Thanatomicrobiome DNA extraction, PCR amplification and MiSeq Data Analyses

Approximately 50 μl of blood or 10 mg of thawed organ tissues were removed using a sterile scalpel and DNA was extracted using the phenol/chloroform method as previously described5. DNA extracts were analyzed by NanoDropTM 2000 (ThermoScientific) and 1% agarose gel electrophoresis (in TBE 0.5 X). 16S rRNA genes were amplified by universal primers for the V4 region (515F–806R) using the Qiagen HotStarTaq Master Mix (Qiagen Inc.). Microbial sequencing was performed on the MiSeq platform (Illumina)24,25. Samples were amplified for sequencing in a two-step process. Primers for the first step were constructed using 515F–806R with the Illumina i5 and i7 sequencing primers added to the 5′ end of each, respectively. Products from the first amplification were added to a second PCR step based on qualitatively determine concentrations (amplicons were run on a 2% ethidium gel, gel bands were scored and a volume of products was added to the second PCR based on the scores). Primers for the second PCR step were designed using Illumina Nextera PCR primers with 8 bp dual indexes. Amplification products were visualized with eGels (Life Technologies). Products were then pooled equimolar and each pool was size selected in two rounds using Agencourt AMPure XP (BeckmanCoulter) in a 0.7 ratio for both rounds. Size selected pools were then quantified using the Qubit 2.0 fluorometer (Life Technologies) and loaded on an Illumina MiSeq 2 × 300 flow cell at 10 pM.

The sequence data were then analyzed at Research and Testing Laboratory using a standard microbial diversity analysis pipeline consisting of two major stages, the denoising and chimera detection stage and the microbial diversity analysis stage. During the denoising and chimera detection stage, denoising was performed using various techniques to remove short sequences, singleton sequences and noisy reads. Next, chimera detection was performed to remove chimeric sequences. Lastly, the remaining sequences were then corrected base-by-base to remove noise from within each sequence. During the diversity analysis stage, each sample was run through an analysis pipeline to cluster the reads into OTUs which then went through taxonomic classification to identify the species level.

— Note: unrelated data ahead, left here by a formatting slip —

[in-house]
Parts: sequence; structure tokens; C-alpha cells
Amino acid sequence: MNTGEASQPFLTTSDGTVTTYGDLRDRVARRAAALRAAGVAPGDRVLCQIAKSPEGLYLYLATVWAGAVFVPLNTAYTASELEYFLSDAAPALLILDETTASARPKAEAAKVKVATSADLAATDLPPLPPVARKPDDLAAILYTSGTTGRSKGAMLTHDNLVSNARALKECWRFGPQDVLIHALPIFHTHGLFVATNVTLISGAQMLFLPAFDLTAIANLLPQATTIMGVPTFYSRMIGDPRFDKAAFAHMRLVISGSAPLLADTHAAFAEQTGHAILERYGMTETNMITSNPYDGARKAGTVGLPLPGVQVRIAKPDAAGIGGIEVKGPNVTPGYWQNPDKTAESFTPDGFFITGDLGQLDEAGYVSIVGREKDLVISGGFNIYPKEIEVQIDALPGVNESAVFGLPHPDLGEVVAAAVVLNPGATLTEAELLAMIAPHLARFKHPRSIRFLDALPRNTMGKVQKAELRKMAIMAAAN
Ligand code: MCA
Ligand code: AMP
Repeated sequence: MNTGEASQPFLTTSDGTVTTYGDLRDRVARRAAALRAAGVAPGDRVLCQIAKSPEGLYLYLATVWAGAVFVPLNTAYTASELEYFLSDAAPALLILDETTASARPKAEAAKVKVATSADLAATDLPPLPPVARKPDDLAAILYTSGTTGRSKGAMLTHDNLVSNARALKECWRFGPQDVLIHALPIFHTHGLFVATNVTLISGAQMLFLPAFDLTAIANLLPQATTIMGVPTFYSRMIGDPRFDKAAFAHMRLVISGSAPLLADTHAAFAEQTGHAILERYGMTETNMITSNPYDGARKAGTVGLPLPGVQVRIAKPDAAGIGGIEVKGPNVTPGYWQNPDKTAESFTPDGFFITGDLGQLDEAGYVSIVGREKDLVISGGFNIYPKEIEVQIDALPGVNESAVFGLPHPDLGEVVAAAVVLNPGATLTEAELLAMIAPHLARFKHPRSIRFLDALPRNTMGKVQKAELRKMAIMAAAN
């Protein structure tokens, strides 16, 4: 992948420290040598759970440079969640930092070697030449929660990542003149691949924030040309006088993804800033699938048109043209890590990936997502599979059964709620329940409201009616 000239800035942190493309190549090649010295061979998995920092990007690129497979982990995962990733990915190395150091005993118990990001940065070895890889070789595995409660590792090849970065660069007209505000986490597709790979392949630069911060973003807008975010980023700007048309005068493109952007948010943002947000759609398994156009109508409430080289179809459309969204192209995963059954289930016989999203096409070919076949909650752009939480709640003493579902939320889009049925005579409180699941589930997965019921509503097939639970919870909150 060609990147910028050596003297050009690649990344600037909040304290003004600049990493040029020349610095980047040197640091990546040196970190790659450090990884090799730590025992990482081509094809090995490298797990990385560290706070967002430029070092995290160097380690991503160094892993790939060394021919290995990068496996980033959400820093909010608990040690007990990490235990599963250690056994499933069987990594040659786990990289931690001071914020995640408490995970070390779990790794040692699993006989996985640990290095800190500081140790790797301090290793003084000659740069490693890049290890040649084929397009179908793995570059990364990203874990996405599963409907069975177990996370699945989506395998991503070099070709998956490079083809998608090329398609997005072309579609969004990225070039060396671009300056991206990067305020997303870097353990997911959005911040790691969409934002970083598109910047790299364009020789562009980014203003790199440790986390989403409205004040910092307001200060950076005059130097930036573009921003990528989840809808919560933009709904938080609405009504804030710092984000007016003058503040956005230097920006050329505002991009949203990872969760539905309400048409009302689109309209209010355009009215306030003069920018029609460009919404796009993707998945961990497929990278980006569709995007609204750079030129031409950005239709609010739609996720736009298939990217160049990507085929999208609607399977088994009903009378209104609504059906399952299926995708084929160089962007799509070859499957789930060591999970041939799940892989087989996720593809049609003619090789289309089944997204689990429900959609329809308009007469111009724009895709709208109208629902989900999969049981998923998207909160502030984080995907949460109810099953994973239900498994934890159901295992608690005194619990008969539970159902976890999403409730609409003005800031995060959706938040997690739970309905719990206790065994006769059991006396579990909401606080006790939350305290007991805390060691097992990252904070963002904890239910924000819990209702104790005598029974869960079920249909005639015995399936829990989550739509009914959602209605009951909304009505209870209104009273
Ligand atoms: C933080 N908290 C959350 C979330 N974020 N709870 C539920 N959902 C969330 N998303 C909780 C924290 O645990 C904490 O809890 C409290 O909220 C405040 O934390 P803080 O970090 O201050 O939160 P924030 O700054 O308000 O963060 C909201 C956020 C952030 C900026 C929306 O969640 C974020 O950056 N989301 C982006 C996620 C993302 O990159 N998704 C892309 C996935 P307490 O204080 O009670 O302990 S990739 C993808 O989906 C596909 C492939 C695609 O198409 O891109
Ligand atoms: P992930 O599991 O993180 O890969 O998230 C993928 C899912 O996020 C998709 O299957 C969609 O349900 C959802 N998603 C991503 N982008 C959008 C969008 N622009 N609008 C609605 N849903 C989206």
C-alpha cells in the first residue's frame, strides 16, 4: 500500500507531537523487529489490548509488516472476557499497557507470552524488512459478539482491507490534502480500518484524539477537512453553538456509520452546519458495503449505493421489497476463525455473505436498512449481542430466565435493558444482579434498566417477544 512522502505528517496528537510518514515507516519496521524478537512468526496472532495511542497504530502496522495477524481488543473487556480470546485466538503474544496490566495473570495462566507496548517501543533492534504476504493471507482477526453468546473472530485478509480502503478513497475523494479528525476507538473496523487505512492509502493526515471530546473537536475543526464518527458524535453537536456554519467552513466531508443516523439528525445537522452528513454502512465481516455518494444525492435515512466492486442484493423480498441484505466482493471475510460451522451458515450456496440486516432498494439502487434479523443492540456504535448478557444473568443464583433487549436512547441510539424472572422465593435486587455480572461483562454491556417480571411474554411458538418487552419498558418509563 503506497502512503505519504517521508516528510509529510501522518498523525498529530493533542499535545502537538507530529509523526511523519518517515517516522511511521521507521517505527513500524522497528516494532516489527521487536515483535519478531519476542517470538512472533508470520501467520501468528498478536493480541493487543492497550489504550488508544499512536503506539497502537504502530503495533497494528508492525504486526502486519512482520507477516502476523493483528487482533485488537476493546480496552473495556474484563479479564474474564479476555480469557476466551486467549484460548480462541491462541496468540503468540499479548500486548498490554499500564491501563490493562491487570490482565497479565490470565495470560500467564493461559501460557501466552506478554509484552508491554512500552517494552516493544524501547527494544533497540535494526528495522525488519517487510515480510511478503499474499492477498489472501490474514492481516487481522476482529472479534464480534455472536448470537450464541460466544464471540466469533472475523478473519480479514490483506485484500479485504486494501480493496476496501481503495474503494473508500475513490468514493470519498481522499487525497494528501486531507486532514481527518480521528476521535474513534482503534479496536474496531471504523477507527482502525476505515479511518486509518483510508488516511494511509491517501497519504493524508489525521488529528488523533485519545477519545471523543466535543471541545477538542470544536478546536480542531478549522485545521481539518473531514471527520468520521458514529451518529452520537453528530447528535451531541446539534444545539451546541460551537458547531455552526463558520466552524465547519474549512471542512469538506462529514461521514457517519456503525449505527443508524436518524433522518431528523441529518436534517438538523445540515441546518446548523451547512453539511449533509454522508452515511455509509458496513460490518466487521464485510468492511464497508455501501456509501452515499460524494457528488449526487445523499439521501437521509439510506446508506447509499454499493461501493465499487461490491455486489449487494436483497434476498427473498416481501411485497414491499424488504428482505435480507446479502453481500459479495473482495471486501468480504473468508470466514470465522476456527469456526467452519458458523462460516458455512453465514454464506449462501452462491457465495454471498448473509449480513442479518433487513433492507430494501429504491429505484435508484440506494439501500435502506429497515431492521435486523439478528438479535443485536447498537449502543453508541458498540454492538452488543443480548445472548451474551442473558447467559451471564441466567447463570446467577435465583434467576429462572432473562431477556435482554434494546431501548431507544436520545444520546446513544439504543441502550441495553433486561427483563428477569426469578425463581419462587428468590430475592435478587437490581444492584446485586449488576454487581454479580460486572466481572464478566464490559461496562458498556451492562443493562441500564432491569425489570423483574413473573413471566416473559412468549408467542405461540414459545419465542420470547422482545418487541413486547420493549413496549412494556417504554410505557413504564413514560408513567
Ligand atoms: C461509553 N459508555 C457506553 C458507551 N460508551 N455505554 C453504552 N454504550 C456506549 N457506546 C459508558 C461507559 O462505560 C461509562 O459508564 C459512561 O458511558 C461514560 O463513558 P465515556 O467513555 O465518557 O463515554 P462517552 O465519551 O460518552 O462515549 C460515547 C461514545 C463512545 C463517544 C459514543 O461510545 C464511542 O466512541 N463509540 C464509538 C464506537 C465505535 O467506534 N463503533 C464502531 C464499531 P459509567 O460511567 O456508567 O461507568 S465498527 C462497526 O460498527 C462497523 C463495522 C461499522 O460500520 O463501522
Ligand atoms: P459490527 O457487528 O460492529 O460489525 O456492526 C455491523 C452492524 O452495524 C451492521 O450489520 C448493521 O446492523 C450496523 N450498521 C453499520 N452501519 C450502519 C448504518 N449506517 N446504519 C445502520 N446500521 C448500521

Biostatistical Data Analyses

For a given sample, the OTUs for that sample was divided by the total number of reads. For a group of samples or all samples, the number of reads for the OTUs for all samples or a group of samples was divided by the total number of reads. Then the OTU relative abundances were sorted by abundance (high to low). Microbial diversity of the cadaver samples was examined from two perspectives. First, overall richness (i.e., number of distinct nucleic acid sequences present within the microbiome) was expressed as the number of OTUs and was quantified using the Chao1 richness estimator. Secondly, the overall microbial diversity, which was determined by both richness and evenness and the distribution of abundance among distinct taxa, was expressed as Shannon-Wiener Species Diversity. Measures of microbial diversity were screened for group (organ, manner of death, ethnicity, sex, age, PMI and ambient temperature) differences using an analysis of variance (ANOVA). Genus level assignments were examined for significant changes between genera, considering each genus separately. Here, OTU count data were analyzed using a generalized linear model with a negative binomial distribution26. Multivariate differences among groups (organ, manner of death, ethnicity, sex, age, PMI and ambient temperature) were evaluated with Permutational Multivariate Analysis of Variance Using Distance Matrices function (ADONIS)27. For ADONIS, distances among samples first were calculated using unweighted or weighted UniFrac and then an ANOVA-like simulation was conducted to test for group differences. Principal coordinates analyses and bar-plots were plotted to visualize relationships and differences between the groups (organ, manner of death, ethnicity, sex, age, PMI and ambient temperature). Random Forest analyses were done to identify specific factors (i.e., sex, organ, OTUs) that significantly correlated with PMI using the Random Forest package and plots were done with standard commands in R16,17,18. Random forest analysis of the correlations between PMI and genera were conducted in R28, using the vegan27, DESeq226 and phyloseq29 packages and other plots were generated using the ggplot2 package30.

Additional Information

How to cite this article: Javan, G. T. et al. Human Thanatomicrobiome Succession and Time Since Death. Sci. Rep. 6, 29598; doi: 10.1038/srep29598 (2016).


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This work was supported by National Science Foundation (NSF) grant HRD 1401075 and Forensic Sciences Foundation Lucas Research Grant Program.

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G.T.J. designed the research. G.T.J. and I.C. performed the research. G.T.J., S.J.F., I.C., J.E.W., J.D.H. and A.M.T. analyzed the data. G.T.J., S.J.F., I.C., J.E.W., J.D.H. and A.M.T. wrote the manuscript. All the authors discussed the results and commented on the manuscript.

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G.T.J., S.J.F., I.C. and A.M.T. declare no competing financial interests. J.D.H. and J.W. are employed by Research and Testing Laboratory, a commercial laboratory that contributed time to this study.